Berlin beauty Merry Sherwood Plantation has been converted into a bed-and-breakfast

September 13, 1992|By Greg Tasker | Greg Tasker,Staff Writer

Climbing three flights of stairs to the widow's nest of Merry Sherwood Plantation affords a pano ramic view of forest and farms surrounding the pre-Civil War Berlin mansion.

Standing there, one can imagine Capt. Henry Johnson, its first owner, surveying his help picking cotton or tobacco in the fields of what must have been a grand estate.

Or perhaps he peered eastward toward the Trappe Creek waterway and the ocean looking for ships arriving with goods from Philadelphia or Norfolk.

It's a view now blocked by thick forests of towering trees.

Still, Merry Sherwood, recently restored to 19th century splendor as a bed and breakfast, evokes such scenarios of the past.

Billed as a "distinctive country inn," the 27-room classic Italianate style mansion, built in 1859, is the oldest historical home in Worcester County and is listed on the National Register of Historic Places.

What is particularly striking about the three-story, 8,500-square-foot home on Route 113 is that during the era it was constructed the average Worcester County home was only 15 feet by 15 feet.

What a sensation Captain Johnson, a wealthy Philadelphian, must have caused when he built the home for his wife-to-be, Elizabeth Henry, who was from a prominent Berlin family.

Elizabeth's father required his future son-in-law to build his daughter a "home of suitable proportions" on a parcel that was part of her dowry.

Built on a portion of property of an early land grant from Lord Baltimore, the home's architecture combines classic Greek revival, Italianate and Gothic influences.

Since Captain Henry's days, the mansion has had eight owners, including several well-known Berlin families.

The owner, Kirk Burbage, a Berlin native who runs the family-owned Burbage Funeral Home, is the man behind the once-abandoned estate's restoration.

The task turned to be quite an undertaking, consuming more time and money than anticipated. The Burbage family declines to divulge how much has been invested in the home.

Opened in June after a two-year remodeling project, the home features eight guest rooms, ranging in price from $95 to $150. All but two second-floor bedrooms have private bathrooms with marble floors and tiles.

Guests entering the mansion from the wraparound veranda step into another era. Red and blue etched Bohemian glass surrounds the front door.

Visitors will immediately notice a running mahogany rail and staircase, loblolly pine flooring, detailed and large-scaled baseboards, and marble fireplaces.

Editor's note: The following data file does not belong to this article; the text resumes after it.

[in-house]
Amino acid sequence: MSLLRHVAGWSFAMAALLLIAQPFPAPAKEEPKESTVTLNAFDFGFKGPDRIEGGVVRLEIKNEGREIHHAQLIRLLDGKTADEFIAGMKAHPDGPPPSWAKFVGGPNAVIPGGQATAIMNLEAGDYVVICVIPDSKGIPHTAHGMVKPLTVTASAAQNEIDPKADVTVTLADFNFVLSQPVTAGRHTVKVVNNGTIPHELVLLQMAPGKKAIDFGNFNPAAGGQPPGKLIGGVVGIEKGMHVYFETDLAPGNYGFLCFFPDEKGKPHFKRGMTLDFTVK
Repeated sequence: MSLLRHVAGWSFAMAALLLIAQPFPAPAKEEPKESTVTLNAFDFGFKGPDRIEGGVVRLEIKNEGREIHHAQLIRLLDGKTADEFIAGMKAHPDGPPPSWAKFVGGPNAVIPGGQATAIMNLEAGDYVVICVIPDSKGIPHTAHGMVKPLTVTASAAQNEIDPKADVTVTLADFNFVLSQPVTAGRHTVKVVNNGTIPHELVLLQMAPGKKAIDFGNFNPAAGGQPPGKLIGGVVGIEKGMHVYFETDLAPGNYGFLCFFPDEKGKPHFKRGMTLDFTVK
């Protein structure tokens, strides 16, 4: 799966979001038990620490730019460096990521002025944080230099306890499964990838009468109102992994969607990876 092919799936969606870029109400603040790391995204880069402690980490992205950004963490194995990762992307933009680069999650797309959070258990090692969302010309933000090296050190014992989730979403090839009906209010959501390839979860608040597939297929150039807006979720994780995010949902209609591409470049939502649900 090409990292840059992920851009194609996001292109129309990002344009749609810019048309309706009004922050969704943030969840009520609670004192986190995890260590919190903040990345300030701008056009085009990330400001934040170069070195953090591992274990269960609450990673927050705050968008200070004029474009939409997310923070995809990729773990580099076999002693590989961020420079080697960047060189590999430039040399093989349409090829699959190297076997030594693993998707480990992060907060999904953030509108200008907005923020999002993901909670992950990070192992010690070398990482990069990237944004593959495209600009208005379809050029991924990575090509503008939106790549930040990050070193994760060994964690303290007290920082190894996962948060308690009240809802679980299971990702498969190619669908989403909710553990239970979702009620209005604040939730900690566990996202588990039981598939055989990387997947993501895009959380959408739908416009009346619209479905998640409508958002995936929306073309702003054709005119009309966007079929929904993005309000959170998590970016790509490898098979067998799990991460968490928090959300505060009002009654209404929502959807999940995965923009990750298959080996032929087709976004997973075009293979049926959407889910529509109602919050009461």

On the north side of the house, guests can step into an elegant ballroom. Former owners had removed partitions between two rooms to make a ballroom, which now contains a boxed piano, one of the home's few original pieces.

On the south side, visitors will find the parlor, formal dining room, a library (formerly the plantation office) and an enclosed porch.

Each room contains intricately carved furniture and antiques collected over the years by the Burbage family.

In the dining room, for example, is a formal table and chairs, made from carved rosewood, and once belonging to the Vanderbilt family.

The formal dining room is the place for guests to mingle over breakfast, which may include English-style scrambled eggs (with tomatoes on the side) or innkeeper Emily Farrand's specialty, "bubble and squeak," a dish of sausage, cabbage and cream sauce.

Guests listen to George Winston or New Age music as Ms. Farrand serves guests, who are seated six at a time. Others may await breakfast on the enclosed porch, where they are served coffee and tea.

The second and third floors contain the guest rooms, each named after a former owner. Vintage clothing has been placed in the closets to make the rooms appear lived in.

Perhaps the most striking room is the Purnell Suite, also known as the bridal suite. It features a small sitting area that steps down to the bedroom, where a wedding dress is draped over a dresser. The suite's bathroom contains a Jacuzzi.

B&B's at the Shore

Annabell's, 1001 Boardwalk, Ocean City; (410) 289-8894.

Chanceford Hall Bed and Breakfast Inn, 209 W. Federal St., Snow Hill; (410) 632-2231.

Conner's Inn Bed and Breakfast, 10th Street, Ocean City; (410) 289-7721.

Falcon Crest Inn, 501 N. Baltimore Ave., Ocean City; (410) 289-2098.

His Honor's Place, 1201 N. Baltimore Ave.; (410) 289-2630.

Holland House, 5 Bay St., Berlin; (410) 641-1956.

Merry Sherwood Plantation, Route 113, Berlin; (410) 641-2112.

The River House Inn, 201 E. Market St., Snow Hill; (410) 632-2722.

Snow Hill Inn and Restaurant, 104 E. Market St., Snow Hill; (410) 632-2102.

Baltimore Sun Articles
|
|
|
Please note the green-lined linked article text has been applied commercially without any involvement from our newsroom editors, reporters or any other editorial staff.